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PHP5 Tutorial – Inheritance in PHP5

November 15th, 2007 admin Leave a comment Go to comments

In the tutorial we will understand what is Inheritance in general and how to inherit classes in PHP5.

Definition of Inheritance:

Inheritance is the mechanism of deriving a new class from an existing class. It allows a sub-class / child class to share/inherit the attributes and behaviors of a base-class or parent class. These inherited attributes and behaviors are usually modified by means of extension.







PHP5 Inheritance

To inherit in PHP5, you should use the keyword ‘extends’ in the class definition. In PHP5 only single inheritance is allowed. Look at the example below:

class Person {
	private $name;
	private $address;
 
	public function getName() {
		return $this->name;
	}
}
 
class Customer extends Person {
	private $customer_id;
	private $record_date;
 
	public getCustomerId() {
		return $this->customer_id;
	}
 
	public getCustomerName() {
		return $this->getName();// getName() is in Person
	}
}

In the above example, class Customer extends from the Person class. This means that Customer class is the child class and the Person base class. The child class Customer extends the method getName() and calls it in the getCustomerName() method of the Customer class.

Inheritance and Access Specifiers
You can refer to the Access specifiers tutorial to understand what it means. Let’s understand the use of Access Specifiers with context to Inheritance.

Access specifiers specify the level of access that the outside world (other objects and functions) have on the data members / member functions of the class. Please note that all data members and member functions are public by default.

Lets look at how three access specifiers viz. private, public and protected behave in Inheritance:

1. private

A private access specifier is used to hide data and member functions. A method or data member declared as private can only be accessed by the class itself and neither the outside program nor the derived class can have access to it. Lets look at an example below:

class Customer {
	private $name;
	public $age;
 
	public function __construct($name, $age) {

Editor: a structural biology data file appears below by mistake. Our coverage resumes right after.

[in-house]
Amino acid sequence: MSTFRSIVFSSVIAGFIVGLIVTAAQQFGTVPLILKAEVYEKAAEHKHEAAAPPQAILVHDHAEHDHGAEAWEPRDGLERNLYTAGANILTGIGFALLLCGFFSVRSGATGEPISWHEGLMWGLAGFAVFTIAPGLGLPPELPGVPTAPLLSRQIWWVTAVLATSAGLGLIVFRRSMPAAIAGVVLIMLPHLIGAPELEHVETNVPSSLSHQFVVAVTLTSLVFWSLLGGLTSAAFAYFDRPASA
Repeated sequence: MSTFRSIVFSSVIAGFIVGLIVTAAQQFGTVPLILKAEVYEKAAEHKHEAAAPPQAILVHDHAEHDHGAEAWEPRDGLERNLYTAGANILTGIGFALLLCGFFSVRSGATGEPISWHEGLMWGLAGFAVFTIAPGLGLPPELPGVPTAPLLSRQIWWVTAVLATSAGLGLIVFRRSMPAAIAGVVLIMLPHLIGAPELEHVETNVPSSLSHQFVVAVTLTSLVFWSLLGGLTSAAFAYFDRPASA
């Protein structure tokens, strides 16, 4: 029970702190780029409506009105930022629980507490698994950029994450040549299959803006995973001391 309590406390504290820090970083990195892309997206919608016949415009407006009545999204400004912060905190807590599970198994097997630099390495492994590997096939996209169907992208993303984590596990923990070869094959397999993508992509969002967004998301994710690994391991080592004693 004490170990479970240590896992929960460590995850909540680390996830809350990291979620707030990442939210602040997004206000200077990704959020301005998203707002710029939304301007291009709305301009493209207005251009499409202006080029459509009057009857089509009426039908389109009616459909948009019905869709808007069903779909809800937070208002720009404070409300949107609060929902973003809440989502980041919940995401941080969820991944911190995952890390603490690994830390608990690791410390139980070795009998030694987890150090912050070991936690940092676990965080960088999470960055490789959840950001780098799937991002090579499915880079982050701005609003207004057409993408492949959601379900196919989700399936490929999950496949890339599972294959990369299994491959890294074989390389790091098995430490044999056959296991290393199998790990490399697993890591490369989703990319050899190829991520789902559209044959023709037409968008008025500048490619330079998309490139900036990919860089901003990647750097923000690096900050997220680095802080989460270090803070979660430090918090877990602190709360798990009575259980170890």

$this->name = $name;
		$this->age = $age;
	}
}
 
$c = new Customer("Sunil","28");
echo "Name : " . $c->name; //causes an error

In the above example, the statement;

echo “Name : ” . $c->name;

causes an error as we are trying to access $name that has been declared as a private member variable. We can however access the $age data member without any limitation as its public. We will learn more about public later in this tutorial.

The reason why data members are declared private is to avoid the outside programs to either accidently modify the values without necessary validation. If you make a data member private you should provide accessor/mutator methods to access. Read more about accessor/mutator methods here (You will have to scroll a bit down and reach to “Notes on Accessor and Mutator methods”)

Note: When you define a method as private that method can only be called from within that class and not from outside that is the global level script.

2. public

A public access specifier allows the data members and methods to be access from anywhere in the script. Lets look at an example below:

class Customer {
	private $name;
	public $age;
 
	public function __construct($name, $age) {
		$this->name = $name;
		$this->age = $age;
	}
}
 
$c = new Customer("Sunil","28");
echo "Age : " . $c->age; //prints 28

In the above example, the statement;

echo “Age : ” . $c->;age;

prints 28 on the screen as $age is a public variable and hence can be accessed from anywhere in the script. Please note that if you declare any data member or method without a access specifier it is considered as ‘public’.

3. protected

A protected access specifier allows the derived class to access the data member or member functions of the base class, whereas disallows global access to other objects and functions.

class Person {
	protected $name;
}
 
class Customer extends Person {
	function setName($name) {
		//this works as $name is protected in Person
		$this->name = $name;
	}
}
 
$c1 = new Customer();
$c1->setName("Sunil");
$c1->name = "Sunil"; //this causes error as $name is protected and not public

In the above example, the statement;

$this->name = $name;

in the setName() function is referring to the $name data member of the Person class. This access is only possible because the $name variable has been declared as protected. Had this been private; the above statement would have raised an error. Further, in the statement towards the end;

$c1->name = “Sunil”;

raises an error as $name in the Person class has been declared as protected and not public.

PHP5 Inheritance – Method Overriding
Lets learn how to override methods in PHP5, but before we understand how to override methods in PHP5; lets define method overriding.

Definition of Method Overriding:
Method overriding is when the function of base class is re-defined with the same name, function signature and access specifier (either public or protected) of the derived class.